The pandemic has somehow reduced the social and political tension powered by religious sentiment that had built up for years and had gained momentum in 2016 with the 212 demonstration against the Chinese Jakarta governor Ahok. We know the story. Ahok was libeled with blasphemy and, through a highly pressured court process, he was sentenced to jail. The 212 movement is regarded by its proponent as the victory of the Islamic movement. Of course not all Indonesian Muslims agree with it.

Here, I want to go back to the time of the establishment of Indonesia, in the 40s. Already when Sukarno (re)formulated the five foundational pillars of Indonesia, the Pancasila, this new nation had faced tensions between option for a religious identity and a national identity. The first option is translated as the establishment of an Islamic state or the implementation of the syaria law. The second option is translated into a more middle-way state in which religious universal tenets and spirits can inspire the legal system through democracy. We know the story. In the history of Indonesia, the second option prevails so far, with inspirations of the first option looming and reappearing from time to time.

Trends in literature and films can also show this. When I wrote my first novel, Saman, 20 something years ago, it was apparently the end of the military regime—without us knowing it. The atmosphere at the millennial turn was a revulsion to authoritarianism. Readers, craving for freedom, welcomed the novel enthusiastically because it was regarded to have spoken and been critical about politics, religion, and sexuality openly and in a new way. It became a bestseller, followed by publishers seeking writers who wrote freely regarding politics, religion, and sexuality. The beginning of 2000 was the euphoria of LBGTs novels and the spring of Q (Queer) Film Festival.

When I wrote my first novel, Saman, 20 something years ago, it was apparently the end of the military regime—without us knowing it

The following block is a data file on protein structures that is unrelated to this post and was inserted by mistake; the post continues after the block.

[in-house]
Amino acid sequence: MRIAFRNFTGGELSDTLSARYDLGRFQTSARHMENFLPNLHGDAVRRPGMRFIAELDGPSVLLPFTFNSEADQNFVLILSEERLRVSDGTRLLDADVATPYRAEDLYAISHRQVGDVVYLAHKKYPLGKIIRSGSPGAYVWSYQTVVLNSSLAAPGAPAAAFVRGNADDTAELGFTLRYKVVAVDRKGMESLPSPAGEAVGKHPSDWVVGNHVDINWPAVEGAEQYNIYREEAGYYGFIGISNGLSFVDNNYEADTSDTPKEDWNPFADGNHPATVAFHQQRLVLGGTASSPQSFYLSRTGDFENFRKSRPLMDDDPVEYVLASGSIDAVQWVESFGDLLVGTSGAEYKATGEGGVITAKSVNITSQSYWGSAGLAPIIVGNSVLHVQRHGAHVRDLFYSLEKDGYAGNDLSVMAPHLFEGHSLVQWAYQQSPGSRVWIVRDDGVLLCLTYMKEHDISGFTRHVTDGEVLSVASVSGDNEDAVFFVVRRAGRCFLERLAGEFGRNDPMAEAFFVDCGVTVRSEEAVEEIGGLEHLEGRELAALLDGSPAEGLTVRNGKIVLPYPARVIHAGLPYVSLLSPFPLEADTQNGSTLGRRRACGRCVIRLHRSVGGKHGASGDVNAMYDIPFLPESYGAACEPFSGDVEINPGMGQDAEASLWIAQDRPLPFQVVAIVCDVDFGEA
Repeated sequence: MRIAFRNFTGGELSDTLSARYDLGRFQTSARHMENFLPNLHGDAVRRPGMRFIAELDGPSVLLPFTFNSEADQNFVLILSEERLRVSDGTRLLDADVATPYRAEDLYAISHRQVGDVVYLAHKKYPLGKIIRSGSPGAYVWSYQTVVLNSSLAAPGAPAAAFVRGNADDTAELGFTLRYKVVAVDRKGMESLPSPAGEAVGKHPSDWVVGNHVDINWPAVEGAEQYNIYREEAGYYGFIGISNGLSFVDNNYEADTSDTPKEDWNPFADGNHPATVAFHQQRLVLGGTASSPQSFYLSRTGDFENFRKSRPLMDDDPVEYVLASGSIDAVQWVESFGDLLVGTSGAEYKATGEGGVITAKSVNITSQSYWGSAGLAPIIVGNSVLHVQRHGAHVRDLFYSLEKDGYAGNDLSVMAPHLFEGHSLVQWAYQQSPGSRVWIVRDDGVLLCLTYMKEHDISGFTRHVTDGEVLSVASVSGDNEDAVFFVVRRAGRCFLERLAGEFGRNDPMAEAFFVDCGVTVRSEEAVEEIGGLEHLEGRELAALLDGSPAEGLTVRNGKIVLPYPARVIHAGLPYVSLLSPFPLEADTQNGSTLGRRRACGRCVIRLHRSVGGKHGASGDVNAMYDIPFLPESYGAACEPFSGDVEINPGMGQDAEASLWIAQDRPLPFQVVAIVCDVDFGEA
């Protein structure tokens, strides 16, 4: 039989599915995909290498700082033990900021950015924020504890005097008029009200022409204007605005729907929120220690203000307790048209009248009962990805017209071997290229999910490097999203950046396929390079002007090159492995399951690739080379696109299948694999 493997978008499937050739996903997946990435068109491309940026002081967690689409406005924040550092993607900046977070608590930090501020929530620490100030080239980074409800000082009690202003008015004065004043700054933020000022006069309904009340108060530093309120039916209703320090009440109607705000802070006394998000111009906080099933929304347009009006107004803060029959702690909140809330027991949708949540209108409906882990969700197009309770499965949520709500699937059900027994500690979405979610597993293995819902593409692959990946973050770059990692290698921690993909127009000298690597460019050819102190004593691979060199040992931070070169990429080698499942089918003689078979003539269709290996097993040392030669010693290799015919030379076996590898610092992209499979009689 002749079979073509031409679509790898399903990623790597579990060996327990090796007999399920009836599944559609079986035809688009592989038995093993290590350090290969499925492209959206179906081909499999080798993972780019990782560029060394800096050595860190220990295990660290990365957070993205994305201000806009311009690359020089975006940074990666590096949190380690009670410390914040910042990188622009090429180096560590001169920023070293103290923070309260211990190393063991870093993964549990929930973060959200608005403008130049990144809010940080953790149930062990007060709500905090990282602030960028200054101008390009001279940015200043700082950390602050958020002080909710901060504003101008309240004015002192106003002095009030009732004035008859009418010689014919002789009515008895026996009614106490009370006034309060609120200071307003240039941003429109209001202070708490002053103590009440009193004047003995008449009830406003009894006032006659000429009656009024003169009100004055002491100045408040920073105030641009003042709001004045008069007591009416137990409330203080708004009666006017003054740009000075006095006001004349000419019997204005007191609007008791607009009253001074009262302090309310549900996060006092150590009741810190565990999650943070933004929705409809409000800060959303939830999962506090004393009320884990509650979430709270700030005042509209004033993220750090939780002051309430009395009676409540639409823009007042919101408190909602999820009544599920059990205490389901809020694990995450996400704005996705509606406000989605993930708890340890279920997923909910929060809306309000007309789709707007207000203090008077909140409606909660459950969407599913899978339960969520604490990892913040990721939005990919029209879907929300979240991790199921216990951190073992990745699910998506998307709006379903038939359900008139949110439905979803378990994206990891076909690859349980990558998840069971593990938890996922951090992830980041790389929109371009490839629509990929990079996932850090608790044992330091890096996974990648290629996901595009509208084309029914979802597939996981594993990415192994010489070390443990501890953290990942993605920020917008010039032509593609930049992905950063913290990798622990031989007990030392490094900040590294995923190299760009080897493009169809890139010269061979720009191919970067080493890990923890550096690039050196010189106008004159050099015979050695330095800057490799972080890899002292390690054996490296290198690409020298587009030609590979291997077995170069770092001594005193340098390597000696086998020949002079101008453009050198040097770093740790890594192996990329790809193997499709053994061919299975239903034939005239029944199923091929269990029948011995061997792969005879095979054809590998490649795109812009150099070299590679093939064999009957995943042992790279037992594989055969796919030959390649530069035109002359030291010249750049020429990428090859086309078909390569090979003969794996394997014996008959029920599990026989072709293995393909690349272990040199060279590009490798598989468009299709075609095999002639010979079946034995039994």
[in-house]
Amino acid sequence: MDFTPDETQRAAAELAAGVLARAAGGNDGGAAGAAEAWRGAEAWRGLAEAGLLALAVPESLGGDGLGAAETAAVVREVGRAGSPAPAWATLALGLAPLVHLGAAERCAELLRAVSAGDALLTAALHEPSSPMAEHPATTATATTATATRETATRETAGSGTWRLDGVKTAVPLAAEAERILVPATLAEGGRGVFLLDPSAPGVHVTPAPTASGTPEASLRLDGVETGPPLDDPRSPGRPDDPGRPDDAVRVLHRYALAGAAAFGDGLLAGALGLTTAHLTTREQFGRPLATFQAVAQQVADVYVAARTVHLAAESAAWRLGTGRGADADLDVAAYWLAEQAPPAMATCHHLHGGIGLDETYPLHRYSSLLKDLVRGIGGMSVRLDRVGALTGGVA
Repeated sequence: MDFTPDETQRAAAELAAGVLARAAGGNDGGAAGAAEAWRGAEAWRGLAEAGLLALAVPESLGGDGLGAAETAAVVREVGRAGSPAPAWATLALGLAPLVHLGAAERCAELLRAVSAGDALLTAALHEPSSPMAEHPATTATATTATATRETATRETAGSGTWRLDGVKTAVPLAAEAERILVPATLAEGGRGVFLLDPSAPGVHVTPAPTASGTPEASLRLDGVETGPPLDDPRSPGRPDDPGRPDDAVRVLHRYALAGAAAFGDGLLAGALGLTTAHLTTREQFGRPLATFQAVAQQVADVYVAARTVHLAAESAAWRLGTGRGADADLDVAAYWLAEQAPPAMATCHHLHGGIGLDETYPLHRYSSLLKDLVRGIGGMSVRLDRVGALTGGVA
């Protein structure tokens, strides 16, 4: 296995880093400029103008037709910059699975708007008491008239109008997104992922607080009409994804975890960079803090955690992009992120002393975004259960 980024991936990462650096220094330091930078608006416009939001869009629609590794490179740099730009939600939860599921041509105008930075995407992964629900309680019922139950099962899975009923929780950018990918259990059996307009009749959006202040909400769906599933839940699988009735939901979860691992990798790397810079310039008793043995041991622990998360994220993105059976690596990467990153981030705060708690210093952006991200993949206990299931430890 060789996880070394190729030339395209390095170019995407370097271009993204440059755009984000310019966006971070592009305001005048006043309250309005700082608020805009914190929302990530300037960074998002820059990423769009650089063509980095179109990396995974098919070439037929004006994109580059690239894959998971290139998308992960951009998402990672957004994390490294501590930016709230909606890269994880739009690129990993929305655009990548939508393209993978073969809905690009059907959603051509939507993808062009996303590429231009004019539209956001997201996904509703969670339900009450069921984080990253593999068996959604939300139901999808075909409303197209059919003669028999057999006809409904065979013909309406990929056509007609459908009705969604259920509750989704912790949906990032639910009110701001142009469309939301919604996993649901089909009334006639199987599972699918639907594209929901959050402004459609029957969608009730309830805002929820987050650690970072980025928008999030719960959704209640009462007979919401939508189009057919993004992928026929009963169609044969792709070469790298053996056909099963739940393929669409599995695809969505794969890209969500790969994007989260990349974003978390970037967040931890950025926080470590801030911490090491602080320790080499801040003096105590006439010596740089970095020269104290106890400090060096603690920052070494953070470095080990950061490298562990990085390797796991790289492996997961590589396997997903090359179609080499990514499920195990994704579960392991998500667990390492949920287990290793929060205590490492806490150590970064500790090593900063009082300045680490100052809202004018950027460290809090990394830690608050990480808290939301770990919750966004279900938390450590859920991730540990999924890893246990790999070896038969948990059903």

Within seven years the trend of liberty was taken over by another trend, namely religiosity and new conservatism. Islamic novels gained a huge readership. Ayat-Ayat Cinta (Verses of Love), a novel by Habiburrahman El Shirazy, epitomized the trend both in the book and film industry. In conjunction with this were political efforts to apply syaria inspired law, such as the “Anti-Pornography and Pornoaction[sic] Bill” and several local regulations relating dress code, gender, and alcohol. Not to mention the rise of power of certain paramilitary groups like Islamic Defender Front. If we are allowed to group these trends as one, then this trend that used religious sentiment culminated in the imprisonment of Ahok, the Chinese-Christian governor of Jakarta.

This trend seems to have quietened down during the pandemic. We can not say that it is because of the pandemic. There are many variables of causes and the outcome is yet to come. However, we can sneak a peek into the trend in literature and film. There was no groundbreaking new novel, film or trend within the last five years I think. However, the religious trend has descended overall and more critical views on religion are expressed in literature (Feby Indirani’s short story collection Bukan Perawan Maria/ Not The Virgin Mary, Ahda Imran’s poetry book Lidah Orang Suci/ The Saint’s Tongue). In films produced during the pandemic we also see more stories questioning conventional and conservative morality. Many of the writers, artists, and culture workers involved in the production of these were involved in the gotong-royong, the building of support and solidarity together during the pandemic.

Again, when Sukarno formulated gotong-royong, I assumed, even if he didn’t write it explicitly, he must have sensed that the word gotong-royong is about the mechanism of living together and not about identity and ideology. Sometimes, the mechanism can be more important than the content. It is not a formal-procedural mechanism. It is the mechanism that will generate its value on living together."